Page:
Tuesday night as the Cubs trounced the Arizona Diamondbacks, there was a collective sigh of relief amongst the fan faithful. It is easy to see a turnaround or say that the offense finally did what they were supposed to do. Beat a team without the stress of a close game, instead of clawing for two or three runs and hang everything on the bullpen.
But scoring at will is a luxury.
For most of my Philadelphia Phillies career, I was on a team that unsuccessfully chased the Atlanta Braves year in and year out. For a staggering 11 consecutive seasons (1995-2005) the Braves won the National League East (They also won three out of the previous four before 1995). Although they only were able to bring home one World Series championship during that stretch, they were a nightmare to play against. Time has made that statement less anecdotal as they had THREE Hall of Fame pitchers in their starting rotation. Digest that for a minute.
Now some of their teams ran away with the division, some won the title through end of season heroics, but there was no formula for why they were successful from year to year. They had years where different aspects of their game were better than other years. They won 90 games in 1995 and won the World Series. They won 100-plus games in five of those seasons and only went to the World Series once (lost to the Yankees that season.)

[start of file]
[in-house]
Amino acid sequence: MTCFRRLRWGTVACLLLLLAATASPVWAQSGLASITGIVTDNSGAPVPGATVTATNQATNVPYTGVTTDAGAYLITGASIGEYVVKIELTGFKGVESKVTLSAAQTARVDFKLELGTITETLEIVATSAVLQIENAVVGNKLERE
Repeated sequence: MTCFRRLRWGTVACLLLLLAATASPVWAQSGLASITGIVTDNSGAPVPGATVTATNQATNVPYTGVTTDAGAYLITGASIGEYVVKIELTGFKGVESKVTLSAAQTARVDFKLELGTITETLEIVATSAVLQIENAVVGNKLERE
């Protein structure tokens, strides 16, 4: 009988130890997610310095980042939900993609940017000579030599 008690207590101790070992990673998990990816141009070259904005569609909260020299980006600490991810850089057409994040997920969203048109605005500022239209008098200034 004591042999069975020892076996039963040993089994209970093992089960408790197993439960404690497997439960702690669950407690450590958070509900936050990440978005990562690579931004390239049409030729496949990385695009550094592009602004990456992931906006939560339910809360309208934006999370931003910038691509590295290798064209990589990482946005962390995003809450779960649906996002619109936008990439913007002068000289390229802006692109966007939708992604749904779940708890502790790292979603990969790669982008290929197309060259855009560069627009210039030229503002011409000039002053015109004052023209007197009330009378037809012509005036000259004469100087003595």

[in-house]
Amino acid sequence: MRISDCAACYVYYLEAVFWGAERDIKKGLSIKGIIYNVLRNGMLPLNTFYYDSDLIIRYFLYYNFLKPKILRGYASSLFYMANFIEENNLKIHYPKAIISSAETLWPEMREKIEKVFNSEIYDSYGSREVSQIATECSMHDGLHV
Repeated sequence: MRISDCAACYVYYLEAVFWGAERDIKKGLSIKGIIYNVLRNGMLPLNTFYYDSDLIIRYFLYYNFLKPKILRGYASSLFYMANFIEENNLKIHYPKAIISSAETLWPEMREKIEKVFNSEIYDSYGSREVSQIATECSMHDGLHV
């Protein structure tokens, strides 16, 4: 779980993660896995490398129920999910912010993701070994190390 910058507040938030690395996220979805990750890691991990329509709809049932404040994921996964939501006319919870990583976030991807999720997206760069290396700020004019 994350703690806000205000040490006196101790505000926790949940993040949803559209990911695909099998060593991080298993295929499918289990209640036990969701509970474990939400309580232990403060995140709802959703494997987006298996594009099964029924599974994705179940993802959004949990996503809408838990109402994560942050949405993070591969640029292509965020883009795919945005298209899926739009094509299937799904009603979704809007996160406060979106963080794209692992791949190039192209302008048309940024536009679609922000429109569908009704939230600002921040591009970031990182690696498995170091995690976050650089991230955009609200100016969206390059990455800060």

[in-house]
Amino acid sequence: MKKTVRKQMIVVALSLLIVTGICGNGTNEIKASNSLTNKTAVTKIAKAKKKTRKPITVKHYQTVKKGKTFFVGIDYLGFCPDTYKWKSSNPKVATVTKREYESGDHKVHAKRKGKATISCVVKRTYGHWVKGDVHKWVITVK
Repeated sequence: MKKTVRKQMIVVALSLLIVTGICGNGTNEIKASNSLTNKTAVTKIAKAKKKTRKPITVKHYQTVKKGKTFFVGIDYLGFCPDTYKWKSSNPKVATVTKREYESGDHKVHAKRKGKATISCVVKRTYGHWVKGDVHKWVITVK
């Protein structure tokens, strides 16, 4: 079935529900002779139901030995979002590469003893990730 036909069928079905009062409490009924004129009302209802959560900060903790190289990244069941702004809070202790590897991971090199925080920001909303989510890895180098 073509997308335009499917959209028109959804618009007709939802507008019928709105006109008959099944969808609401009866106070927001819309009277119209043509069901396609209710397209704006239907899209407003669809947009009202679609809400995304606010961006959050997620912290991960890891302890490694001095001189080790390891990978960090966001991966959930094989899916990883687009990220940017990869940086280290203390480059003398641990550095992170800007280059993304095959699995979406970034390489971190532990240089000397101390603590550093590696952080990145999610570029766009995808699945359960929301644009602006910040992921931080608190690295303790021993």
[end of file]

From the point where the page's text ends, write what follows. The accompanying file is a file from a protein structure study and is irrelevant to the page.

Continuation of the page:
Nothing brings this home more than the 2002 and 2003 Braves. In 2002, they scored 4.4 runs per game, hit 164 home runs, hit .260 as a team. In 2003, they scored 5.6 runs per game, hit a monster 235 home runs, and hit .284 as a team. Guess what? They both won 101 games. In ’02 the team ERA was 3.13, in ’03 it was 4.10. Neither team won the World Series.
The Cubs in 2018 have battled the ups and down of their offense and like with most teams, navigated injuries that undercut their best roster. These days, what stings the most is the loss of closer Brandon Morrow for this season, after losing Pedro Strop to an injury caused from running the bases. All of a sudden, the absence of anchors at the back end of their bullpen may sink the ship, or at least ground it. But no matter what we can conclude about the impact of this reality they face, they still have to play baseball for us to find out.
The stress of not having a team that can bulldoze a team every night is a modern byproduct of high expectation. A time when the numbers are deep enough to show us the vulnerabilities. The fact that the Cubs have the best record in the NL with notable weaknesses is seen as an indicator of their frailty instead of their resilience. It is what can go wrong, instead of what can go right. But as I learned from trying to beat those Braves team, they were simply a great team, even when they weren’t pitching or hitting at their best. Great teams, find a way to win anyway. Maybe we should ask the Brewers, Cardinals, or Marlins what they think of playing the Cubs. Guaranteed that they know they have to bring their A+ game.